Next talk: Q&A with Ed Catmull
Who: Ed Catmull, 2019 Turing Prize Award winner for his contributions to 3D graphics and CGI filmmaking.
Bio: Dr. Ed Catmull is co-founder of Pixar Animation Studios and the former president of Pixar, Walt Disney Animation Studios, and Disneytoon Studios. For over twenty-five years, Pixar has dominated the world of animation, producing fourteen consecutive #1 box office hits, which have grossed more than $8.7 billion at the worldwide box office to date, and won thirty Academy Awards®.
His book Creativity, Inc.—co-written with journalist Amy Wallace and years in the making—is a distillation of the ideas and management principles Ed has used to develop a creative culture. A book for managers who want to lead their employees to new heights, it also grants readers an all-access trip into the nerve center of Pixar Animation Studios—into the meetings, postmortems, and “Braintrust” sessions where some of the most successful films in history have been made.
Dr. Catmull has been honored with five Academy Awards®, including an Oscar of Lifetime Achievement for his technical contributions and leadership in the field of computer graphics for the motion picture industry. He also has been awarded the Turing Award by the world’s largest society of computing professionals, the Association for Computing Machinery, for his work on three-dimensional computer graphics. Dr. Catmull earned B.S. degrees in computer science and physics and a Ph.D. in computer science from the University of Utah. In 2005, the University of Utah presented him with an Honorary Doctoral Degree in Engineering. In 2018, Catmull announced his retirement from Pixar, though he has cemented his legacy as an innovator in technology, entertainment, business, and leadership.
This lecture series is made possible by the generosity of numerous supporters of the Nathan Krasnopoler Memorial Fund, established at the Whiting School of Engineering to benefit the Association for Computing Machinery (ACM.) Nathan Krasnopoler ’13, a computer science major, was severely injured in February 2011 when he was struck by a car while bicycling near the Homewood campus. Although he was wearing a helmet, Nathan suffered irreversible brain damage and passed away from his injuries in August 2011. A student of great promise and a leader in the Johns Hopkins chapter of the Association for Computing Machinery (ACM), Nathan was an active and valued member of the Johns Hopkins community. As a result of the crash and to prevent future injuries and loss of life caused by medically-impaired older drivers, Nathan’s family formed Americans For Older Driver Safety, a non-profit organization with a national focus. Since 2012, AFODS has promoted education of older drivers using research-based best practices. AFODS has created a curriculum for educating older drivers, has worked on public policy changes in Maryland, Missouri, and Kansas, and is currently developing an educational program for health care providers on medical conditions that affect driving and giving providers printed information for their patients on local mobility programs and driving evaluation programs.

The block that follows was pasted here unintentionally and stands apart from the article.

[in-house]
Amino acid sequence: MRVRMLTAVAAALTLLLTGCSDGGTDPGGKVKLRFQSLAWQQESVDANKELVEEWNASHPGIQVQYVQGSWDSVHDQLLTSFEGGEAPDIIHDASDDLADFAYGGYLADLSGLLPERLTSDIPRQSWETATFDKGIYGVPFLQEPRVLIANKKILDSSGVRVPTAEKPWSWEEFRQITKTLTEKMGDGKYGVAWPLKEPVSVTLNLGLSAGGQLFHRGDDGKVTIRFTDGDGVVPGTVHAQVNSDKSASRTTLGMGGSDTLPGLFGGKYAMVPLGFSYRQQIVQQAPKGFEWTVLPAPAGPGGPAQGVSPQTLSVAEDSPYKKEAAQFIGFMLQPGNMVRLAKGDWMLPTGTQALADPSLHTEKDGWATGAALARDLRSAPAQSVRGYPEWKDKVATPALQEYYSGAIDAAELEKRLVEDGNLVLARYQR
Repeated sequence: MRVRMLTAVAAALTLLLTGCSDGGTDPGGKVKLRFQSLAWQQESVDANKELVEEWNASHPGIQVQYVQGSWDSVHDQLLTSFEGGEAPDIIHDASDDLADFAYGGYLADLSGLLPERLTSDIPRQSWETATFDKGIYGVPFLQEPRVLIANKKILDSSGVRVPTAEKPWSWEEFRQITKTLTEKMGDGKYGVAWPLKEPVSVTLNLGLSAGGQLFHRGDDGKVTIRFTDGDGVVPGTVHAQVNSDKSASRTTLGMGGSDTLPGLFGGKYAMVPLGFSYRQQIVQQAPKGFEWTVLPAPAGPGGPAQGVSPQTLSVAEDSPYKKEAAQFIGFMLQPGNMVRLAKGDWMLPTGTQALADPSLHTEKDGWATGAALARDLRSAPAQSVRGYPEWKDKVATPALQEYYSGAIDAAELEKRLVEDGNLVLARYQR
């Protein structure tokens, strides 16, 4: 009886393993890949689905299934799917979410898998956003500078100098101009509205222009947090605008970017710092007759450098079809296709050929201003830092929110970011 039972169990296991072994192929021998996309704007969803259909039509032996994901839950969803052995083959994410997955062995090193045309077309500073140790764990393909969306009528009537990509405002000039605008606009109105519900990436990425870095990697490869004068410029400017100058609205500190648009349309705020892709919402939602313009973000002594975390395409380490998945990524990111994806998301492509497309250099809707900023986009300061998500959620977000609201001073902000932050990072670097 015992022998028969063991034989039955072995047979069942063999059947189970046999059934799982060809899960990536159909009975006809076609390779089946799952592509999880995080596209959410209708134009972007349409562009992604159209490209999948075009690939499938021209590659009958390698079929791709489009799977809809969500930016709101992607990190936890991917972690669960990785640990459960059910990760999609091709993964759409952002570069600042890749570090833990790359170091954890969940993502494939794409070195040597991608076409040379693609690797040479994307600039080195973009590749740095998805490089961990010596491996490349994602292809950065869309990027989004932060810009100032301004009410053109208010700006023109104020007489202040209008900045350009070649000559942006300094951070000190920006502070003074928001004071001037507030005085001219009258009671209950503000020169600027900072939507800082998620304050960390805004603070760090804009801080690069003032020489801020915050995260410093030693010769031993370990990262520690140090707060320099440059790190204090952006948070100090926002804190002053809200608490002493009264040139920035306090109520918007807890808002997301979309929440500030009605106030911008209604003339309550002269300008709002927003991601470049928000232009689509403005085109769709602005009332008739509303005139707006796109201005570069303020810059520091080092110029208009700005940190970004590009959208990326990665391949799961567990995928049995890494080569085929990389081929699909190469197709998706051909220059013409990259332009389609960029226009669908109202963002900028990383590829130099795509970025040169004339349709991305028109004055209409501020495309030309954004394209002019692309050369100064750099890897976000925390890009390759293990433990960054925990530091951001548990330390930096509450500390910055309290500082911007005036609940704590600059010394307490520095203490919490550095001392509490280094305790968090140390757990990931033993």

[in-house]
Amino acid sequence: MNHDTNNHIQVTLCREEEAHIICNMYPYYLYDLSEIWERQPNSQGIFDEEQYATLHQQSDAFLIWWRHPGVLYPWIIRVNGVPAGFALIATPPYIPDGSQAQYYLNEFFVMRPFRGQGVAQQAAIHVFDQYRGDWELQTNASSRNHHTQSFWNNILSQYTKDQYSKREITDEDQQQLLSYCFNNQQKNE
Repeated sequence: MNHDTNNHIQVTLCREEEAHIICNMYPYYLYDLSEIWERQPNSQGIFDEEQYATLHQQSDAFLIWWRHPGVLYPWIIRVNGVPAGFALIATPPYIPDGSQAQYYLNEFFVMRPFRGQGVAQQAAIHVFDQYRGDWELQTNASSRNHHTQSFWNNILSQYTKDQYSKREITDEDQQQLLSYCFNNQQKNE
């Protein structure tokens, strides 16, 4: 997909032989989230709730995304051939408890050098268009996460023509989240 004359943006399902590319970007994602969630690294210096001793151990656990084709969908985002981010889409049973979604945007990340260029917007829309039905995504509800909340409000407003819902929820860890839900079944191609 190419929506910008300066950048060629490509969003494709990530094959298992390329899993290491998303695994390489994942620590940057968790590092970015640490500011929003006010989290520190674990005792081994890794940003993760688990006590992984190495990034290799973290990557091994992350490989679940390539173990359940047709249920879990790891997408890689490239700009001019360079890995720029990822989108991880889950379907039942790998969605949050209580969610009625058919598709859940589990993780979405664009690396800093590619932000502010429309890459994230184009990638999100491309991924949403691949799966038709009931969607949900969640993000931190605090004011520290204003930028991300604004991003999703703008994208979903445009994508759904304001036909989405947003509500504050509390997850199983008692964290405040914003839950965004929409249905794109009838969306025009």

Gifts to this fund are used to sponsor an annual lecture in Nathan’s memory and to benefit the activities of the ACM. If you would like to honor Nathan’s memory and his dedication to the ACM, you are invited to make a tax-deductible contribution to the fund. Please visit engineering.jhu.edu/giving and indicate the Nathan Krasnopoler Memorial Fund in the “other designation” text box. For more information about the fund, please contact the Whiting School of Engineering’s Office of Development & Alumni Relations at (410) 516-8723 or email@example.com.